One Stubborn Remnant of Your Cares

Mark Jarman

“Love make us poets, and the approach of death should make us philosophers.”

George Santayana

Unholy Sonnet

by  Mark Jarman

After the praying, after the hymn-singing,
After the sermon’s trenchant commentary
On the world’s ills, which make ours secondary,
After communion, after the hand wringing,
And after peace descends upon us, bringing
Our eyes up to regard the sanctuary
And how the light swords through it, and how, scary
In their sheer numbers, motes of dust ride, clinging—
There is, as doctors say about some pain,
Discomfort knowing that despite your prayers,
Your listening and rejoicing, your small part
In this communal stab at coming clean,
There is one stubborn remnant of your cares
Intact. There is still murder in your heart.


Sweet Are The Days

by George Santayana

Sweet are the days we wander with no hope
Along life’s labyrinthine trodden way,
With no impatience at the steep’s delay,
Nor sorrow at the swift-descended slope.
Why this inane curiosity to grope
In the dim dust for gems’ unmeaning ray?
Why this proud piety, that dares to pray
For a world wider than the heaven’s cope?

Farewell, my burden! No more will I bear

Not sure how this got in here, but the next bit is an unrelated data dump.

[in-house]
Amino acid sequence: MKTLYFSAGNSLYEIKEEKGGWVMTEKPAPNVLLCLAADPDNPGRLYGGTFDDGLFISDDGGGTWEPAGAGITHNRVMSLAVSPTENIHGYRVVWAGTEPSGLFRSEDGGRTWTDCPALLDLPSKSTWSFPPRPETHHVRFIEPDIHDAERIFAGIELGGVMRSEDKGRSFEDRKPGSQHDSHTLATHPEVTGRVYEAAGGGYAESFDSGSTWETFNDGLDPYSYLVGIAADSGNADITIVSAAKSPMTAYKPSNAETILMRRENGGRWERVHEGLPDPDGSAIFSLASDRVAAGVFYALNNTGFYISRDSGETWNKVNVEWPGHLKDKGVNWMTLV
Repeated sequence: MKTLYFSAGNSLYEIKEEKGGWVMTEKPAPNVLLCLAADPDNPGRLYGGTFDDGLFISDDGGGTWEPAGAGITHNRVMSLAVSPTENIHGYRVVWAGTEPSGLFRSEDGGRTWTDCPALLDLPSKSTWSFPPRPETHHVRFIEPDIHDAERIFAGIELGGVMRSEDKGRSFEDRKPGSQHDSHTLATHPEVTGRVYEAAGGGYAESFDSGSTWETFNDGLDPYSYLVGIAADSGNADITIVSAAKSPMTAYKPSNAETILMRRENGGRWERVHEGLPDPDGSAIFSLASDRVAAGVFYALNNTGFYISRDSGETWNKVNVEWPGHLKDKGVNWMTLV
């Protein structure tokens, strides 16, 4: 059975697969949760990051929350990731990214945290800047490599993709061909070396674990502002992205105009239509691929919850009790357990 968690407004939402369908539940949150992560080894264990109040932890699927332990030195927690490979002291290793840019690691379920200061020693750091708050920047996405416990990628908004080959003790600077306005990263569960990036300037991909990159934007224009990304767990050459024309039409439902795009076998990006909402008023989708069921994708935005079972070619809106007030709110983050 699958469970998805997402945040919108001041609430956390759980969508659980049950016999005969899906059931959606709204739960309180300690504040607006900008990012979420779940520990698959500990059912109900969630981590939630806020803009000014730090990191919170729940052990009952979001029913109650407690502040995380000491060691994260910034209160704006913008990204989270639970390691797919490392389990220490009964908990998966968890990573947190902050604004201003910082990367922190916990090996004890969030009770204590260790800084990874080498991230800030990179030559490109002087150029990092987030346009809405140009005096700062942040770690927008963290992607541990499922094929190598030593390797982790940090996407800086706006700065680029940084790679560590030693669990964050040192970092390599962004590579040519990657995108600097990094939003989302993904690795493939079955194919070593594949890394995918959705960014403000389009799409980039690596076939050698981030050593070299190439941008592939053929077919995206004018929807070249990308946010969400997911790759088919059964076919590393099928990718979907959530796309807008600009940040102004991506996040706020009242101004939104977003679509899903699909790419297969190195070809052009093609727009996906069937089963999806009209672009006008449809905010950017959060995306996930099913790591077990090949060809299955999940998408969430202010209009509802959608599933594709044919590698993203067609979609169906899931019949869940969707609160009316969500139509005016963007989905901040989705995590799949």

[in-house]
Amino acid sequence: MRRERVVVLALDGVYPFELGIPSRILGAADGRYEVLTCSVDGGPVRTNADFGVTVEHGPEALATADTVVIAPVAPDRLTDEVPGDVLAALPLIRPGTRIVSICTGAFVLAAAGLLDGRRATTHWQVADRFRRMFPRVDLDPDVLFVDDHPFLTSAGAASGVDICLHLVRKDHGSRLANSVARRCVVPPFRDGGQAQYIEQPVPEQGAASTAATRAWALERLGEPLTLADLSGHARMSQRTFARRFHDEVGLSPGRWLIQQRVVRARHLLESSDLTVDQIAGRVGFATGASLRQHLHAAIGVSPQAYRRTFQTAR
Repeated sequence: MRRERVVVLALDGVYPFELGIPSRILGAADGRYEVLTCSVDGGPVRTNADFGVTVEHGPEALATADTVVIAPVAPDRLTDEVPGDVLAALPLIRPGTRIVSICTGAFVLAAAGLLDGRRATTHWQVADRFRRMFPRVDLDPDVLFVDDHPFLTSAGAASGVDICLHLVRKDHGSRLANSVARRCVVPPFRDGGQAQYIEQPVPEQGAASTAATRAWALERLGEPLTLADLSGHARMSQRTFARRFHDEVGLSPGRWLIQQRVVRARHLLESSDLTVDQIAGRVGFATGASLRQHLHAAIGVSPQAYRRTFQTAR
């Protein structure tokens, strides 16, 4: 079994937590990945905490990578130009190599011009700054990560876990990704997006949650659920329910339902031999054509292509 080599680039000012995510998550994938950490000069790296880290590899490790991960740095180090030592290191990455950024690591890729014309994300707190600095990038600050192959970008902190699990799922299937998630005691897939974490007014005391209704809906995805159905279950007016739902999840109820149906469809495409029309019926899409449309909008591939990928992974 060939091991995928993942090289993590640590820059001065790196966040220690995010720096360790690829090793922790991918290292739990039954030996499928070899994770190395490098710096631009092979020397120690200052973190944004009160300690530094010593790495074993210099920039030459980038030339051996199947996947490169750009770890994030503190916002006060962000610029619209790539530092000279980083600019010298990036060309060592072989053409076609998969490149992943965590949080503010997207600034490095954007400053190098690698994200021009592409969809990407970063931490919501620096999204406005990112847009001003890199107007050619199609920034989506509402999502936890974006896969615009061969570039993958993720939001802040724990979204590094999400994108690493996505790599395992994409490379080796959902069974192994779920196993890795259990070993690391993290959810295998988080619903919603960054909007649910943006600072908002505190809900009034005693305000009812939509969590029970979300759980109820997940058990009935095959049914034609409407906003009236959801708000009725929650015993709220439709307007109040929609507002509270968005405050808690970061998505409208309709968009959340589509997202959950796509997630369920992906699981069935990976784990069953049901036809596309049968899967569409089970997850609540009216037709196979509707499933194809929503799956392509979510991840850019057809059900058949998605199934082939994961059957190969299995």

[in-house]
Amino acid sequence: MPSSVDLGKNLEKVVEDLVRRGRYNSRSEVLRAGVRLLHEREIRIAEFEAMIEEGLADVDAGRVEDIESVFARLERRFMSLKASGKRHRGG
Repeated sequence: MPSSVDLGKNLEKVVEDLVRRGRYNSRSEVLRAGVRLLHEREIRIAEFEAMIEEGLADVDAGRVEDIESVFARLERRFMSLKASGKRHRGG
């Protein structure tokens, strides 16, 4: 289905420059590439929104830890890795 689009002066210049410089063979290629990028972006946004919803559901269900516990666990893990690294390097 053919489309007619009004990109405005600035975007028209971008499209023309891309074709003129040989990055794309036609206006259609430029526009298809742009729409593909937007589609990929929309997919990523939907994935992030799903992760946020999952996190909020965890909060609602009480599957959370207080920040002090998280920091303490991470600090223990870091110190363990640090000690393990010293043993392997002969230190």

The foolish load of my fond faith’s despair,
But trip the idle race with careless feet.
The crown of olive let another wear;
It is my crown to mock the runner’s heat
With gentle wonder and with laughter sweet.

We Can Be Happy

george-santayana

George Santayana (1863 – 1952)

Only the dead have seen the end of war.

George Santayana

There may be Chaos still around the World

By George Santayana

There may be chaos still around the world,
This little world that in my thinking lies;
For mine own bosom is the paradise
Where all my life’s fair visions are unfurled.
Within my nature’s shell I slumber curled,
Unmindful of the changing outer skies,
Where now, perchance, some new-born Eros flies,
Or some old Cronos from his throne is hurled.
I heed them not; or if the subtle night
Haunt me with deities I never saw,
I soon mine eyelid’s drowsy curtain draw
To hide their myriad faces from my sight.
They threat in vain; the whirlwind cannot awe
A happy snow-flake dancing in the flaw.


Sonnet XXV

by George Santayana

As in the midst of battle there is room
For thoughts of love, and in foul sin for mirth;
As gossips whisper of a trinket’s worth
Spied by the death-bed’s flickering candle-gloom;
As in the crevices of Caesar’s tomb
The sweet herbs flourish on a little earth:
So in this great disaster of our birth
We can be happy, and forget our doom.
For morning, with a ray of tenderest joy
Gilding the iron heaven, hides the truth,
And evening gently woos us to employ
Our grief in idle catches. Such is youth;
Till from that summer’s trance we wake, to find
Despair before us, vanity behind.